Here are a few of the geyser changes since the cutoff date for the first printing, February 2017. During 2017 Atomizer Geyser (p. 96) noticeably slowed its interval down from twice a day to an average of 20 hours. Page 93 of the first printing says Giant Geyser last erupted on September 28, 2015 (and that was after a five-and-a-half year hiatus, so it was pretty important). But nature has been busy proving the guidebook wrong. Giant erupted on July 7, October 9, and November 3, 2017, so we included the November date as the last eruption. Now the most recent eruption was actually July 24, 2018, and that was the third time in the month of July.

We are fortunate to have a website called GeyserTimes.org, where geyser gazers can log their observations or the notes from a ranger or scientist at the US Geological Survey (USGS) Yellowstone Volcano Observatory. Readings from seismometers, thermometers, and water discharge monitors are used to record eruptions even when nobody is there to witness them. That is how we know that Steamboat Geyser started erupting again on March 15, 2018, too late to get into the second printing. On page 233, it unfortunately still says “After eruptions in 2003 and 2005, Steamboat erupted once each in 2013 and 2014.” Yet as of today there have been 11 more since March 15, with the latest occurring on July 20, 2018! The USGS is keeping a running count of Steamboat’s water eruptions at the Yellowstone Volcano Observatory page.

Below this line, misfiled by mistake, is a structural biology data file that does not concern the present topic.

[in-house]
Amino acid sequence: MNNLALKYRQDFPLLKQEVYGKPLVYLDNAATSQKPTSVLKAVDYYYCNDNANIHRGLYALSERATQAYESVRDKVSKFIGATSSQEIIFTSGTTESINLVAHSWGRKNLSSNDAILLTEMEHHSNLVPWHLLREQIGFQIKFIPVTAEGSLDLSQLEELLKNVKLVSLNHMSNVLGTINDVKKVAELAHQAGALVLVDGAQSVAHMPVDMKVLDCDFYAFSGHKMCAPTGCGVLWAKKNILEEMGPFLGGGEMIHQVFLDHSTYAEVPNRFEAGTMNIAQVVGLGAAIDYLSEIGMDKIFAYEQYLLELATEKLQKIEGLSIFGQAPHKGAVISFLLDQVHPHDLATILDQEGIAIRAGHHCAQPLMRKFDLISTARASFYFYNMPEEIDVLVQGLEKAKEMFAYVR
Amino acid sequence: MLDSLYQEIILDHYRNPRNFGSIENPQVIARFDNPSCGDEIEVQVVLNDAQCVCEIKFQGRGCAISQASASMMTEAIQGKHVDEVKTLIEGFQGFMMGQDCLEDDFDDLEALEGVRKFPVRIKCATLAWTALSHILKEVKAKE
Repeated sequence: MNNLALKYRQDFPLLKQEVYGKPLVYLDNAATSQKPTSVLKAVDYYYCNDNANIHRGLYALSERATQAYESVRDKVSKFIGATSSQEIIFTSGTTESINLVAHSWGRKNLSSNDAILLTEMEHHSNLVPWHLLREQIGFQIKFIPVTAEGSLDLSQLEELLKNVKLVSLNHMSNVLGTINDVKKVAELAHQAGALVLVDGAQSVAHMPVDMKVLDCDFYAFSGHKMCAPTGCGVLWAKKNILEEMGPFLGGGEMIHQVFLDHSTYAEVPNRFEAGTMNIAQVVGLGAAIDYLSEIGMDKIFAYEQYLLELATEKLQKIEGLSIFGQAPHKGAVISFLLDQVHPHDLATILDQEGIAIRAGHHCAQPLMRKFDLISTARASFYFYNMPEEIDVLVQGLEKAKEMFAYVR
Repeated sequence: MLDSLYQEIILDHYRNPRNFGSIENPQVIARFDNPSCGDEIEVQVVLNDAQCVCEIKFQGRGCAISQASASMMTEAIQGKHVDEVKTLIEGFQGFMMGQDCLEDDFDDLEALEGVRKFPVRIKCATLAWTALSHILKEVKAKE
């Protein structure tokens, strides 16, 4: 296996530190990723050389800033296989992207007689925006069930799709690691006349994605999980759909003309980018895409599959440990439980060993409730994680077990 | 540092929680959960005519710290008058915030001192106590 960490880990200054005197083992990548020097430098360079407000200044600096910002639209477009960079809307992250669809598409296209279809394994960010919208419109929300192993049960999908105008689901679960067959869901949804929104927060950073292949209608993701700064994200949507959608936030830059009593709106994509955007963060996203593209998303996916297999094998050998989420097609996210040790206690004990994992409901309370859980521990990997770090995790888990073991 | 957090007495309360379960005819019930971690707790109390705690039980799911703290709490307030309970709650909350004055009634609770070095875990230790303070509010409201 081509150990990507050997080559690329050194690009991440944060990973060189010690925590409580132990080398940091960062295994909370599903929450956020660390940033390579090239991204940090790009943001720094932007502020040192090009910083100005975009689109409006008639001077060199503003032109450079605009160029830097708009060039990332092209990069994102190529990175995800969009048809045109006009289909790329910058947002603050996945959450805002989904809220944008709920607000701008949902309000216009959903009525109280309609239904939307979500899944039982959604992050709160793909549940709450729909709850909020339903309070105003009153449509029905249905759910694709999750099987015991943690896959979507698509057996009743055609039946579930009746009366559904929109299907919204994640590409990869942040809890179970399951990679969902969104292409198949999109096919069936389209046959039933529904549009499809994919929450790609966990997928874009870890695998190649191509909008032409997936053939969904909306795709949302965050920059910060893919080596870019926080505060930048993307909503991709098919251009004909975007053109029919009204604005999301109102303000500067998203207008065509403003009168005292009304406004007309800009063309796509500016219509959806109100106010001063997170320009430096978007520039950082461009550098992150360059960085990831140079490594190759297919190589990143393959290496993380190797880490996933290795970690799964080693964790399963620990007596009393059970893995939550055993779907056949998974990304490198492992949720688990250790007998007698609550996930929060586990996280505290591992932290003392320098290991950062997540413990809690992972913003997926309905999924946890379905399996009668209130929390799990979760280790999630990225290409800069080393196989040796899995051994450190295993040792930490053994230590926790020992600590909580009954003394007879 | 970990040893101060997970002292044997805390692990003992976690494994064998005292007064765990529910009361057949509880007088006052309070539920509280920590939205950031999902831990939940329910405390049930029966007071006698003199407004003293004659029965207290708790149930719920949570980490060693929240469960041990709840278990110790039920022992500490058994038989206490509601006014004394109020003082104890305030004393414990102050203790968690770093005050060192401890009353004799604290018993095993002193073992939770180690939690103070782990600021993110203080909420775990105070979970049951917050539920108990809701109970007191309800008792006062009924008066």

You may have a chance to see the Giant or Steamboat Geysers on your trip to Yellowstone. Stay informed with Yellowstone Treasures, both the book and this website.

—Beth Chapple, editor and publisher

Photo credit: James St. John, June 4, 2018. Reproduced courtesy of a partial Creative Commons license. More photos and more about the history of Steamboat Geyser is available at on the geologist’s Flickr page for this photo.

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Geyser watching as family sport—beats TV!

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Grand Geyser

Grand Geyser (2013)

Here is an excerpt from an article in the February/March 2018 issue of The Geyser Gazer Sput that went straight to my heart. This family,the Altstidl’s, lives near the Bavarian Alps.

GOSA: How long have you been geyser gazing?
The parents first fell in love with Yellowstone in 1994 and so decided to return in 1997 with the twin boys. They were only 13 months old, but not too young to enjoy Echinus Geyser. Since 2001, we have been coming back to this beautiful place every year and, with time, developed our passion for geysers. While waiting for our first major geysers like Grand and Great Fountain, we were taught about the things to look for by a lot of very helpful and friendly people and learned they were part of the GOSA community. We began subscribing to the Geyser Gazer Sput in 2007 and have enjoyed being part of the community ever since.

GOSA: How did your family begin geyser gazing?
Initially, we used the predictions provided by the National Park Service. We still remember waiting for Madison VC to open on our way from West into the basin to get some information and plan our day. Those were the days before we had the Internet! With the children still in a stroller we already tried to wait for at least Echinus, Daisy and Grand. We were so lucky that the boys were very patient.